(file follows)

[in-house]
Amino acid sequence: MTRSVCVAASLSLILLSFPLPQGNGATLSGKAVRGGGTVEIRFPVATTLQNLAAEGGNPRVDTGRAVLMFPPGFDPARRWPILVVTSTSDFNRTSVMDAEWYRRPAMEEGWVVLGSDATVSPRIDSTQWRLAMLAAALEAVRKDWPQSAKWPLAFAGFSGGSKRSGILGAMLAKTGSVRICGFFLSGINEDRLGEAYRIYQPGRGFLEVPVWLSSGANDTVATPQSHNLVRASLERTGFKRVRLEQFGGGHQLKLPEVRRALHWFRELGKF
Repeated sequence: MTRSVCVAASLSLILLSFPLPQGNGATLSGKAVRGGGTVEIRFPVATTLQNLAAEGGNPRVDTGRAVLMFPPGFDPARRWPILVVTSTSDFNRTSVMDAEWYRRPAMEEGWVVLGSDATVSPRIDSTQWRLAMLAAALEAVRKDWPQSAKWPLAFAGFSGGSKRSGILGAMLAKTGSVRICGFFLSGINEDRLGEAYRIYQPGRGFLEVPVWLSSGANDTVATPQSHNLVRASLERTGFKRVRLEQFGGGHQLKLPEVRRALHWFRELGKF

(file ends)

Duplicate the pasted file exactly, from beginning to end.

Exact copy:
[in-house]
Amino acid sequence: MTRSVCVAASLSLILLSFPLPQGNGATLSGKAVRGGGTVEIRFPVATTLQNLAAEGGNPRVDTGRAVLMFPPGFDPARRWPILVVTSTSDFNRTSVMDAEWYRRPAMEEGWVVLGSDATVSPRIDSTQWRLAMLAAALEAVRKDWPQSAKWPLAFAGFSGGSKRSGILGAMLAKTGSVRICGFFLSGINEDRLGEAYRIYQPGRGFLEVPVWLSSGANDTVATPQSHNLVRASLERTGFKRVRLEQFGGGHQLKLPEVRRALHWFRELGKF
Repeated sequence: MTRSVCVAASLSLILLSFPLPQGNGATLSGKAVRGGGTVEIRFPVATTLQNLAAEGGNPRVDTGRAVLMFPPGFDPARRWPILVVTSTSDFNRTSVMDAEWYRRPAMEEGWVVLGSDATVSPRIDSTQWRLAMLAAALEAVRKDWPQSAKWPLAFAGFSGGSKRSGILGAMLAKTGSVRICGFFLSGINEDRLGEAYRIYQPGRGFLEVPVWLSSGANDTVATPQSHNLVRASLERTGFKRVRLEQFGGGHQLKLPEVRRALHWFRELGKF